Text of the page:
• Rajbhandari Lab


“Single cell analysis reveals immune cell–adipocyte crosstalk regulating the transcription of thermogenic adipocytes” eLife, October 2019


Immune cells are vital constituents of the adipose microenvironment that influence both local and systemic lipid metabolism. Mice lacking IL10 have enhanced thermogenesis, but the roles of specific cell types in the metabolic response to IL10 remain to be defined. We demonstrate here that selective loss of IL10 receptor α in adipocytes recapitulates the beneficial effects of global IL10 deletion, and that local crosstalk between IL10-producing immune cells and adipocytes is a determinant of thermogenesis and systemic energy balance. Single Nuclei Adipocyte RNA-sequencing (SNAP-seq) of subcutaneous adipose tissue defined a metabolically-active mature adipocyte subtype characterized by robust expression of genes involved in thermogenesis whose transcriptome was selectively responsive to IL10R α deletion. Furthermore, single-cell transcriptomic analysis of adipose stromal populations identified lymphocytes as a key source of IL10 production in response to thermogenic stimuli. These findings implicate adaptive immune cell-adipocyte communication in the maintenance of adipose subtype identity and function.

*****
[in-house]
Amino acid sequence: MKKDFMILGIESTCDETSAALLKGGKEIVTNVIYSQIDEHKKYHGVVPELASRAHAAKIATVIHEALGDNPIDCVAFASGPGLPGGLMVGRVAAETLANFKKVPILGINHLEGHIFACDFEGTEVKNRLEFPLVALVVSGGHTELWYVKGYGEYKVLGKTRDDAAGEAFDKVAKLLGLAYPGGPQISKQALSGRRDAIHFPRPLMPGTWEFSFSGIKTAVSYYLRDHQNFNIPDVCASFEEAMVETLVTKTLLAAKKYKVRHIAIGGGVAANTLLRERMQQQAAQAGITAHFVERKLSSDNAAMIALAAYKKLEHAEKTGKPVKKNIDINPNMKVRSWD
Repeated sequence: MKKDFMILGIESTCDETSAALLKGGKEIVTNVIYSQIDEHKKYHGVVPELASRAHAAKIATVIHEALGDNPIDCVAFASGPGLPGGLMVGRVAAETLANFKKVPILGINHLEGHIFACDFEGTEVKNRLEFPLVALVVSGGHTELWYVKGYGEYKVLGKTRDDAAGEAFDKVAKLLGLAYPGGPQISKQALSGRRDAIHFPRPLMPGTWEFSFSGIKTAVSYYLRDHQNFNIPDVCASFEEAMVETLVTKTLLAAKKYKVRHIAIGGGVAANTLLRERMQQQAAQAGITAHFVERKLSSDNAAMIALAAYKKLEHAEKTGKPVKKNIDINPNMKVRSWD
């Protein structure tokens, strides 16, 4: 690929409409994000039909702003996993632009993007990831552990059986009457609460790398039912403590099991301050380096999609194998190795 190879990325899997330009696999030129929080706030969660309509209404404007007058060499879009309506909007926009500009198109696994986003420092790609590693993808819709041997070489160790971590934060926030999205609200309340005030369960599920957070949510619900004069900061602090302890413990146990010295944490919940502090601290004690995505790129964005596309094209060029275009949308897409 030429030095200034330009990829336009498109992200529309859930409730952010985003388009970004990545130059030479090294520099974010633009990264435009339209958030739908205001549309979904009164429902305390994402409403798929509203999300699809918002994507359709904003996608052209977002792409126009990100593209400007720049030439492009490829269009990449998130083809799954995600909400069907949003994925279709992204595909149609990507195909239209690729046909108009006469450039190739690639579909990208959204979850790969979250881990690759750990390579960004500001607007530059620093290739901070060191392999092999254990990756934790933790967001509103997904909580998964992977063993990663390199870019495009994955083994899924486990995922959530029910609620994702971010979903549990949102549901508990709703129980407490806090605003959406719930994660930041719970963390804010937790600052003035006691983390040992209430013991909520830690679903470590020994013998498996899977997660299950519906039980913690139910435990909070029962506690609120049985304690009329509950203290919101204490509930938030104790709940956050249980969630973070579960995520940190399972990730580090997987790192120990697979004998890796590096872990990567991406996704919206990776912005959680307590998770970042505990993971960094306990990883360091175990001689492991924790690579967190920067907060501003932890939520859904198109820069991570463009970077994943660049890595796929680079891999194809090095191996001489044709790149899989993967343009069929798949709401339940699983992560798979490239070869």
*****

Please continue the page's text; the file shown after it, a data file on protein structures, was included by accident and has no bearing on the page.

Takeaway Message, from Prashant Rajbhandari, PhD:

The current dogma in the metabolism field is that factors that ameliorate fat tissue inflammation are beneficial for obesity and type 2 diabetes. These factors are classified as anti-inflammatory factors and are thought to act primarily on immune cells.

But what we are finding is a novel and unexpected role of an anti-inflammatory cytokine, Interleukin-10 (IL10) in metabolic homeostasis. Ablation of adipose IL10 signaling in mice improves insulin sensitivity and glucose tolerance, protects against diet-induced obesity, and elicits thermogenesis in fat. We are expanding upon our current observation to preclinical targeting of fat IL10 signaling in obesity and type 2 diabetes.

We also found that the function of a fat cell is much more than just storing lipids or storing excess calories. With the tool we developed, SNAP-seq, we are learning about the spectrum of different types of adipocytes. A huge portion may be storing lipids, but other portions may have specialized function such as converting energy into heat (beige adipocyte) and secreting factors to regulate whole body energy homeostasis.

SNAP-seq is a tool, and no tool is perfect. But it is allowing our team and others to investigate immune-adipocyte crosstalk and the function of different adipocytes. We are not limited to the central dogma—and we are learning more about immune cells and adipocytes that may be therapeutically beneficial to expand upon.